Fifi is very good at giving magic wishes with her wobbly wand to birthday boys and girls and loves to sing happy birthday too. She also has two of her own original puppet shows , one where she goes to school for the first time and manages to turn her teacher into a witch by mistake and the other where she goes to London Zoo and gets lost running away from the reptile house but manages to have an animal adventure all of her own before her mummy finds her with the help of Zoo security. ( My puppet PC Porker)

Zen and the art of party hosting

I often get asked what makes a good party. My answer often surprises: less is more; especially when it comes to parties for small children.

The tendency of most people ,when stressed about a party, is to throw everything at it and hope for the best. The thinking is that if I spend enough on it, it must work.

I’ve found the opposite to be true. Most often the best parties are the simplest where the focus is clear.

The hardest parties that I’ve ever had to attend in my capacity as an entertainer were those where the client had hired the world and his mate for the party, with all the best intentions, of course.

A typical party would consist of  a large ( and very noisy) bouncy castle, a ball pool, numerous helium balloons making a balloon forest, a wealth of sit and ride toys, slides, swings, tunnels and an abundance of soft play equipment and a disco.  All very well and good if this were the only form of entertainment, but add to this physical mix three or four children’s entertainers : a balloon modeller, a magician, a face painter or two and then me, a puppet lady. We were all expected to work together in a small space of time without any form of prior planning. All of this for a two year old’s birthday, the same two year old that was looking bewildered, clinging to mummy ( or nanny) on the verge of tears.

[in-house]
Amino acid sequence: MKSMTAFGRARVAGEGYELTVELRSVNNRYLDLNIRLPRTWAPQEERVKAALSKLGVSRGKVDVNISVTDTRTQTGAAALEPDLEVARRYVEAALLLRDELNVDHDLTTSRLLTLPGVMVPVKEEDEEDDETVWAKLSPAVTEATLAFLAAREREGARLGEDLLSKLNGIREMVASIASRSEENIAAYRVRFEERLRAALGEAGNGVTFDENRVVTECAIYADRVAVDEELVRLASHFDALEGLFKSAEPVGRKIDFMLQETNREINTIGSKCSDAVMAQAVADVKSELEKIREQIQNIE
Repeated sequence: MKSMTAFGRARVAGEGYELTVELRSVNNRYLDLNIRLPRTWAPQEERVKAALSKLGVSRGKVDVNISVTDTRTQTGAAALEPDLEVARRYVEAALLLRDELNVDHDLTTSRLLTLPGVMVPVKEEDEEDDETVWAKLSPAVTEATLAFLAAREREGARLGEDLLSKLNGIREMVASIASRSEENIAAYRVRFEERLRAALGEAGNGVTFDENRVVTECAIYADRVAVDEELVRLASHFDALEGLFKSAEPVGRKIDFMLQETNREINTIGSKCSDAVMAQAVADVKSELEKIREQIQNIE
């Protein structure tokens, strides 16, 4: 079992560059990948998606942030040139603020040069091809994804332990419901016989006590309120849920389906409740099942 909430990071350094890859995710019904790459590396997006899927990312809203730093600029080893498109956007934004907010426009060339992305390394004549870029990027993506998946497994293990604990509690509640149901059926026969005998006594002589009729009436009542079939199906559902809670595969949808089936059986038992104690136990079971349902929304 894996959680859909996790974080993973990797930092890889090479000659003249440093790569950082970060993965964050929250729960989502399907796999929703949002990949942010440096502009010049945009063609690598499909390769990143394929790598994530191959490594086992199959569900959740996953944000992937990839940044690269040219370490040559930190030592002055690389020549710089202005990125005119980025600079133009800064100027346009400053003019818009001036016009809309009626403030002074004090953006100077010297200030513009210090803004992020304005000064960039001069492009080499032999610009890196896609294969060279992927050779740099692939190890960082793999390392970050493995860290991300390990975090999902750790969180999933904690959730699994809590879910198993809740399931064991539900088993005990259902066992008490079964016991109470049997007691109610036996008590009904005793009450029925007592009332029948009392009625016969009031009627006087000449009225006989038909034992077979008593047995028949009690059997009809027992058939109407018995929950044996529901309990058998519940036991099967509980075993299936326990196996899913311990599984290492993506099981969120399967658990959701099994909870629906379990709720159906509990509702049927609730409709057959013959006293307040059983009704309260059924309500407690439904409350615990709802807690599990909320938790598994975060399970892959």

The sum total of all this spending resulted in chaos. Noise chaos, visual chaos and lack of focus for the birthday child. The individual entertainers found it hard to find a time or the audience to do their thing ( with all the competition around for time and attention). Everyone was compromised. All in the name of doing the right thing.

For a successful party, let your mantra be LESS IS MORE.

Decide on your focus , you know your child best and  what makes them happy. Sometimes the same thing again as the last thing they enjoyed works brilliantly. I call this the Teletubby ‘again again’ principle. Adults find this hard to understand; we get bored. Children revisit their memory of previous fun times and it fills them with a sense of confidence .

If your child is physical and out-going, hire a bouncy castle and play equipment and just let them play. Or a football/ dancing party.

If they are shy but physical, hire an entertainer who does physically interactive parties and let the focus on the  entertainer bring out the confidence of your child . A good entertainer will not focus on a shy child, but allow them to be themselves and take the lead from the child. Sensitivity is key. My Bobby Bunny puppet show is perfect for shy active children of all ages as it is a gentle but cheeky show with integrated hopping participation.